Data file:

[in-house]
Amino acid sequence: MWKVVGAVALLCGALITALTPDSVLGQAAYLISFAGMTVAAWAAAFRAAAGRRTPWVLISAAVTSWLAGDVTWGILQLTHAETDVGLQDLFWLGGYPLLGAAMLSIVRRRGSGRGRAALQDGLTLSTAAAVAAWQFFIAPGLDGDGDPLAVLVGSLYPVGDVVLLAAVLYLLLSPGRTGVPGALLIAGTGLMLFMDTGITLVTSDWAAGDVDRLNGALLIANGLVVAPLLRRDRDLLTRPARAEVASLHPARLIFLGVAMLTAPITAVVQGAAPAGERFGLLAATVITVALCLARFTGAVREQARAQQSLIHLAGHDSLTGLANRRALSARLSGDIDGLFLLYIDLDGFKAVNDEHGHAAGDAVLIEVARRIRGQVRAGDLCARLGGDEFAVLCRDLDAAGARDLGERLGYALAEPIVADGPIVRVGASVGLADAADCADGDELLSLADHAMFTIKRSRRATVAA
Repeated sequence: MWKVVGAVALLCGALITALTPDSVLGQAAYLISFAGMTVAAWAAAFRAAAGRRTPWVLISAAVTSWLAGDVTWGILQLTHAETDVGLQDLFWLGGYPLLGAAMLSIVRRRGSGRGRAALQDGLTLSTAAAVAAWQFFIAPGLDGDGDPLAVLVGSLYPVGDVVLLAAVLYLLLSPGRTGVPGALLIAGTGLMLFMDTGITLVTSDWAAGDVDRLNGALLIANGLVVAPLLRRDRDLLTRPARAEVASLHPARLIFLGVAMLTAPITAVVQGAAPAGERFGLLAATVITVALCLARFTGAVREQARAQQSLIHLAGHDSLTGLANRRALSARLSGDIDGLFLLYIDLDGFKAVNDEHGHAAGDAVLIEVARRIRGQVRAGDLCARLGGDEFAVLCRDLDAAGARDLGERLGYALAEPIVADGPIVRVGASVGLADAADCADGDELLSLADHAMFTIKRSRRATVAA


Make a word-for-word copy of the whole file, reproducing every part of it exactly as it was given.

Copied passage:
[in-house]
Amino acid sequence: MWKVVGAVALLCGALITALTPDSVLGQAAYLISFAGMTVAAWAAAFRAAAGRRTPWVLISAAVTSWLAGDVTWGILQLTHAETDVGLQDLFWLGGYPLLGAAMLSIVRRRGSGRGRAALQDGLTLSTAAAVAAWQFFIAPGLDGDGDPLAVLVGSLYPVGDVVLLAAVLYLLLSPGRTGVPGALLIAGTGLMLFMDTGITLVTSDWAAGDVDRLNGALLIANGLVVAPLLRRDRDLLTRPARAEVASLHPARLIFLGVAMLTAPITAVVQGAAPAGERFGLLAATVITVALCLARFTGAVREQARAQQSLIHLAGHDSLTGLANRRALSARLSGDIDGLFLLYIDLDGFKAVNDEHGHAAGDAVLIEVARRIRGQVRAGDLCARLGGDEFAVLCRDLDAAGARDLGERLGYALAEPIVADGPIVRVGASVGLADAADCADGDELLSLADHAMFTIKRSRRATVAA
Repeated sequence: MWKVVGAVALLCGALITALTPDSVLGQAAYLISFAGMTVAAWAAAFRAAAGRRTPWVLISAAVTSWLAGDVTWGILQLTHAETDVGLQDLFWLGGYPLLGAAMLSIVRRRGSGRGRAALQDGLTLSTAAAVAAWQFFIAPGLDGDGDPLAVLVGSLYPVGDVVLLAAVLYLLLSPGRTGVPGALLIAGTGLMLFMDTGITLVTSDWAAGDVDRLNGALLIANGLVVAPLLRRDRDLLTRPARAEVASLHPARLIFLGVAMLTAPITAVVQGAAPAGERFGLLAATVITVALCLARFTGAVREQARAQQSLIHLAGHDSLTGLANRRALSARLSGDIDGLFLLYIDLDGFKAVNDEHGHAAGDAVLIEVARRIRGQVRAGDLCARLGGDEFAVLCRDLDAAGARDLGERLGYALAEPIVADGPIVRVGASVGLADAADCADGDELLSLADHAMFTIKRSRRATVAA